Editorial

A hurricane is no joke

Monday, June 03, 2019

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No one who experienced Hurricane Gilbert's assault on Jamaica in September 1988 will ever want to deal with such a thing again.

When it came ashore, Gilbert wasn't as powerful as a few other storms which have brushed Jamaica since.

The difference with Gilbert was that it didn't brush. It came ashore, in St Thomas in the east and tore through the centre of the island.

Those — particularly in the eastern parishes, St Thomas, Portland, Kingston and St Andrew, as well as St Catherine and Clarendon — who were of an age to be aware, can recall the eerie calm as the 'eye' of the storm passed.

For about an hour after the first phase of the storm, and with the coming of the 'eye', the sound of hammering was everywhere. That sound was like an out of tune orchestra, as desperate householders tried to nail down zinc roofing which had been lifted or blown away.

It was all to no avail. For within minutes of the return of the devilishly powerful winds and lashing rain, roofing and all manner of things were flying through the air.

Mr Lloyd Lovindeer's enduring classic, Wild Gilbert provides a graphic picture.

Then prime minister, Mr Edward Seaga, who flew over the island by helicopter immediately after the storm, likened the scenes of devastation to the Japanese city of Hiroshima which has heen hit by a United States atom bomb in 1945 at the tail end of World War Two.

In Jamaica, immediately after Gilbert, thousands of people found themselves homeless, having to live in emergency shelters — some of those, including schools and churches, had been badly damaged as well.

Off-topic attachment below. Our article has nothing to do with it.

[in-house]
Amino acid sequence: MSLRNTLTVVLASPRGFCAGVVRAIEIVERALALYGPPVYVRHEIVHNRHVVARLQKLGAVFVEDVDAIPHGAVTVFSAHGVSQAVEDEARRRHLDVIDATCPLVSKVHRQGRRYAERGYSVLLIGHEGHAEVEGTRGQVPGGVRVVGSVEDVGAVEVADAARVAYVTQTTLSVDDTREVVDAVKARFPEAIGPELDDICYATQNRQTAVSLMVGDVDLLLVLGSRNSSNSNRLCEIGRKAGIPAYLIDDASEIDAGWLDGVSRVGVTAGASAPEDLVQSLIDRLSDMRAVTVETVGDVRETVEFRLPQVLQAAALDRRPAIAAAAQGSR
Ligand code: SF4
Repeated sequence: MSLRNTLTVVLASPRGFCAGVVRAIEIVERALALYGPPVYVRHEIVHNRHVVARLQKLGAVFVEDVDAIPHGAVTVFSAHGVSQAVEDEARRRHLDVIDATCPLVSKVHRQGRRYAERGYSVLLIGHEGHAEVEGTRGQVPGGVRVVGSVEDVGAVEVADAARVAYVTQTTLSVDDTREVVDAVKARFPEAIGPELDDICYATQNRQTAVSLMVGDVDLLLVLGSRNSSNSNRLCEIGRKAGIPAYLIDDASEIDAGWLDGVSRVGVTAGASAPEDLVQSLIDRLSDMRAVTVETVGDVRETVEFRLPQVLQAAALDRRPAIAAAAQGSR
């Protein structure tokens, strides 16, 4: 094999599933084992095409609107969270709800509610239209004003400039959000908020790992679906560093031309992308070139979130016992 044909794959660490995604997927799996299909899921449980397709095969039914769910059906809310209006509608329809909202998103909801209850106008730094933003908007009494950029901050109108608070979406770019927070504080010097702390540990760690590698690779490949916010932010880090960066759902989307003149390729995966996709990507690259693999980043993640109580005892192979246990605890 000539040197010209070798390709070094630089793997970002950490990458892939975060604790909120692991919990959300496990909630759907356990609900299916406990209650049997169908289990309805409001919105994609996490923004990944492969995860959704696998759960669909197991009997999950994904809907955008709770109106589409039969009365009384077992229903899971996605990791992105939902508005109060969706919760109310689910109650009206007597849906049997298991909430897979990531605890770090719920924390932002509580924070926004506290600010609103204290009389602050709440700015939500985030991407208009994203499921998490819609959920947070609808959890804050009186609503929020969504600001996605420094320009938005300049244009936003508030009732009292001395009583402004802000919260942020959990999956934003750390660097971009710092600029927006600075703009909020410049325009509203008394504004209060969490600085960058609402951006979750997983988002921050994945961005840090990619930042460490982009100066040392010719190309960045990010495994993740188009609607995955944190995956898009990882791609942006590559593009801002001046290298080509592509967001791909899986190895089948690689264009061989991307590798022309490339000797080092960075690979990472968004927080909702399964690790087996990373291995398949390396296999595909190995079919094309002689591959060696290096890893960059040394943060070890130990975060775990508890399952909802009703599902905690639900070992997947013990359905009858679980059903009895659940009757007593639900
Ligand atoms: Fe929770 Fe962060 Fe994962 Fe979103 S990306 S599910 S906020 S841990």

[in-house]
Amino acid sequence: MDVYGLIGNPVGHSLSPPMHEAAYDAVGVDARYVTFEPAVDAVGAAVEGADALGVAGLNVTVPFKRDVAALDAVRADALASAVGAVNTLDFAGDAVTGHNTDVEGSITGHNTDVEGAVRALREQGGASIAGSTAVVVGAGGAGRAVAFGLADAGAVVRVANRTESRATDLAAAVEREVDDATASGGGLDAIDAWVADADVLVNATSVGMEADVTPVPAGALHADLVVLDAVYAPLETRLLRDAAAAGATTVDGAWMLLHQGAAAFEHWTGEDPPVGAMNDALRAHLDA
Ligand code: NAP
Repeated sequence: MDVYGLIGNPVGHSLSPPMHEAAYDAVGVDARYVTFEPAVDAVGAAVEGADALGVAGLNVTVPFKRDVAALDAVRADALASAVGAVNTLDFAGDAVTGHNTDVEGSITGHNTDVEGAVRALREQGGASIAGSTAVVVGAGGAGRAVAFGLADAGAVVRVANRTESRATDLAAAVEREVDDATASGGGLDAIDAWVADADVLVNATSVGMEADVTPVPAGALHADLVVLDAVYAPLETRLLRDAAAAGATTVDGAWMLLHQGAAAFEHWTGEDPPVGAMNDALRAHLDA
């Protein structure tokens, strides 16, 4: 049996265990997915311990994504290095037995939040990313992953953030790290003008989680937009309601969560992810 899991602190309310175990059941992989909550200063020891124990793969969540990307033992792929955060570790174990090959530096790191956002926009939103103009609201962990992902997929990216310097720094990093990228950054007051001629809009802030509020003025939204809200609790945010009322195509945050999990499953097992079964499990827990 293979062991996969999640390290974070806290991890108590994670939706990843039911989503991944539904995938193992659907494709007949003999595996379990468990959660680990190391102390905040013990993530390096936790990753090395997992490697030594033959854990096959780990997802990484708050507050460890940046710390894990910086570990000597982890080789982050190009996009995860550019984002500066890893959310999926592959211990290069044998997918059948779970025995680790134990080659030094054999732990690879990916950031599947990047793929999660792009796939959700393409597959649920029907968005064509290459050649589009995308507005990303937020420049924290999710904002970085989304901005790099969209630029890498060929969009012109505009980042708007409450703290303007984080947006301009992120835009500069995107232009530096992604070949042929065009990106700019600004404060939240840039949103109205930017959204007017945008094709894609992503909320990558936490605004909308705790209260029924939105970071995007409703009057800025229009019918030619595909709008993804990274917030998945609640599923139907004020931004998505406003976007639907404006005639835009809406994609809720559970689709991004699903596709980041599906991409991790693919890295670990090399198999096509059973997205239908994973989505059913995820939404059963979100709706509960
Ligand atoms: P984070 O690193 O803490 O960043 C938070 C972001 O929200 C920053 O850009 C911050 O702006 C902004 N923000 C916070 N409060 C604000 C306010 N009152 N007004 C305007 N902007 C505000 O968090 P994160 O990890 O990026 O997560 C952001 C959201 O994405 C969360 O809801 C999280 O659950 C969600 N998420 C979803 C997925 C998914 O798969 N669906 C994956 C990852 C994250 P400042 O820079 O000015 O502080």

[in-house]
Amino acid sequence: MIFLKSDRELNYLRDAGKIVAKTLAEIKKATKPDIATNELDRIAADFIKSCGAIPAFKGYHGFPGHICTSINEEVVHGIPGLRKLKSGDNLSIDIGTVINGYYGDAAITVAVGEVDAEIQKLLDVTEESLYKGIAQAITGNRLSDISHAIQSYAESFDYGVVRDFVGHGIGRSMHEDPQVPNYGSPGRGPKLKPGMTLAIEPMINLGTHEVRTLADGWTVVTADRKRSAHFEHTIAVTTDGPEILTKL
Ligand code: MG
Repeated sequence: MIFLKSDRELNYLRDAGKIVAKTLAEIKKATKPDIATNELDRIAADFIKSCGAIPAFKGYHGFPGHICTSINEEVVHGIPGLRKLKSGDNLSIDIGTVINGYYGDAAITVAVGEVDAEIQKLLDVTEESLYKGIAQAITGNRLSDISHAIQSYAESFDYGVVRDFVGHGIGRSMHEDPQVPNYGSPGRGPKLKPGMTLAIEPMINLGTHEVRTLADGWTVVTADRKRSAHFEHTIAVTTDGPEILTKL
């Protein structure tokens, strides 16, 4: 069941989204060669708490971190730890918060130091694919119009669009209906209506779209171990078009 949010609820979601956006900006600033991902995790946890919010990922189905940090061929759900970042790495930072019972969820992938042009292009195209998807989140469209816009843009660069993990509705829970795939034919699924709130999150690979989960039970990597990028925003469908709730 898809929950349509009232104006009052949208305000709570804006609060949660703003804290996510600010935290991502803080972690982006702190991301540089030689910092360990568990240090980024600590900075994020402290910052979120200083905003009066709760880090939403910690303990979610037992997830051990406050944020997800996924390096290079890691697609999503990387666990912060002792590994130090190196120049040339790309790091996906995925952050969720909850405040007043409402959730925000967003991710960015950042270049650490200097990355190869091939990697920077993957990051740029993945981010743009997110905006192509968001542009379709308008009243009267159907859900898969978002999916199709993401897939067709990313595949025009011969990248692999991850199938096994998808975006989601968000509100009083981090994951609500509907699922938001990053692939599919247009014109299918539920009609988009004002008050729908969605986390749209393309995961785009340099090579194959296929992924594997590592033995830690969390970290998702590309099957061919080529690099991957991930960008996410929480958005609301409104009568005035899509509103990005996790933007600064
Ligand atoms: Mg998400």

For a large segment of the population it took months before the return of electricity and running water.

Damage to agriculture was extensive with the banana crop destroyed.

Not just the tangible losses but the damage to the human spirit — with every tree either down or broken — was debilitating.

As it was, at least 45 Jamaicans died as a direct result of Gilbert, and material damage was later estimated at more than US$4 billion.

The eastern and southern sections of the island were hardest hit.

But for the Blue Mountains and the related mountain range running east to west down Jamaica's central spine, which provided significant protection for the north coast, the destruction would have been much worse.

Other storms have caused huge damage and loss of life in Jamaica. Those now in the winter of their years will remember Hurricane Charlie, which was a direct hit in 1951. Young Jamaicans will remember the horror of Hurricane Ivan, which crawled along Jamaica's south coast in 2004 like a malicious old man; and the much stronger, fast-moving Hurricane Dean tracking the same southern path with horrendous effect in 2007.

All of which explains the sense of urgency as officials of the weather and disaster preparedness services called on Jamaicans last week to gear up and prepare properly for the 2019 hurricane season.

Very young Jamaicans have no clear idea of what a hurricane or even a powerful tropical storm can bring. It's the responsibility of older 'heads' to tell them, for the greater good of all.


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